Nai Harvest’s ‘Whatever’ is an absolutely storming album from beginning to end and with this, their debut offering, duo Ben Thompson and Lew Currie will raise the bar to sickening heights. ‘Whatever’ is exactly the right kind of raw, of desperate, and of so-damn-catchy, that these songs will take up a residency inside your soul so subtle that you might not even realize you’ve been humming along for an hour. Some might consider this introduction perhaps a little too forward and decide not to read on. Fair enough, just order this record before you close your web browser.
‘Whatever’ is opened by its namesake, four minutes of emotional immensity that will let you know right there and then what the next half hour – that is if you have the restraint to turn this record off after just one play – has in store. ‘Sitcom Fade-in’ is faster from the start but still has the slower, guitar driven verse sections that Nai Harvest make their own throughout.
‘Distance, etc.’ is, if I had to pick my favourite track from this record, the one. It’s chaotic yet neat, it has a “woo” straight out of the The Get Up Kids’ ‘Close to Home’, and the line, “Another emotional song about the friends I’ll miss when they’re gone”, pretty much sums up every band I’ve ever loved. I’ll be saying this for a long time – Nai Harvest are a bloody keeper.
I’d had this record on repeat for a few hours when I began writing this review and although I wanted to skip back to the beginning, to refresh myself on each track as I wrote, seventh track ‘Washy’ was too good to be dishonored so. Magnificent guitars and Thompson’s untouchable vocals make this one of the album’s key tracks and thus it took a considerable amount of self-restrain to keep this review linear. I could happily have written 500 words on ‘Washy’ and gone back to listening intently. I’d mention every track in detail but this ten-song record has a hundred percent success rate in terms of notable entries. Following track, ‘Red Letter Day, On’ is equally beautiful. The one after that (‘You’re Not That Boring’) is even better still, thanks to some great guitar twiddling – there’s plenty of this right through the album – and the smart accompanying drumming that never over powers the rest of the song as it could so easily have done.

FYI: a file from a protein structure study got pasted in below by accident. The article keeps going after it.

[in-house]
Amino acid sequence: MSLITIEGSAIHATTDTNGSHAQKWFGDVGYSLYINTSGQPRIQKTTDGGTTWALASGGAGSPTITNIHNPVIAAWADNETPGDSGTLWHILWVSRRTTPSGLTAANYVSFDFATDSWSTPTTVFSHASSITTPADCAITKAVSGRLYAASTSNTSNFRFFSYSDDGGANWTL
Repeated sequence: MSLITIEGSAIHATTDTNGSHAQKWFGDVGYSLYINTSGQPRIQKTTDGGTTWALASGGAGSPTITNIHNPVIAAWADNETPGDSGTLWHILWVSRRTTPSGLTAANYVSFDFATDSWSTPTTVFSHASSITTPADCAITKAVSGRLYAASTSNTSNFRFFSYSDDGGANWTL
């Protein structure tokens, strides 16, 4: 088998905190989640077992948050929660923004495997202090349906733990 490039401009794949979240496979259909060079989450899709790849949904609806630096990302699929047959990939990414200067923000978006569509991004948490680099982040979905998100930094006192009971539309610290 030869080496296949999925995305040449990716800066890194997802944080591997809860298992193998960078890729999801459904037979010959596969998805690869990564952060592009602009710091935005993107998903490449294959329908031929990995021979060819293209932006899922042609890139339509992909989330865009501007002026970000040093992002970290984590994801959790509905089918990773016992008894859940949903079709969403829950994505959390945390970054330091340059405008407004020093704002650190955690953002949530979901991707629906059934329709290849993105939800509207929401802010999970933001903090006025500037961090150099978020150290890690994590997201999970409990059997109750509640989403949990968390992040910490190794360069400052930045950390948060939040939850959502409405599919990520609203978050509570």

Unsurprisingly, album closer ‘To Be There’ is perfect. Driven by the drums in between bouts of dirty guitar chords, flowing into each other and out again into more riffing beneath melodic vocal lines pleading to be sang right back. This track marks the end of one the best albums I’ve heard in a long time.
‘Whatever’ by Nai Harvest is out on the 15th April on Pinky Swear Records and Dog Knight Productions.
Words by Tom Knott (@nounandthenouns)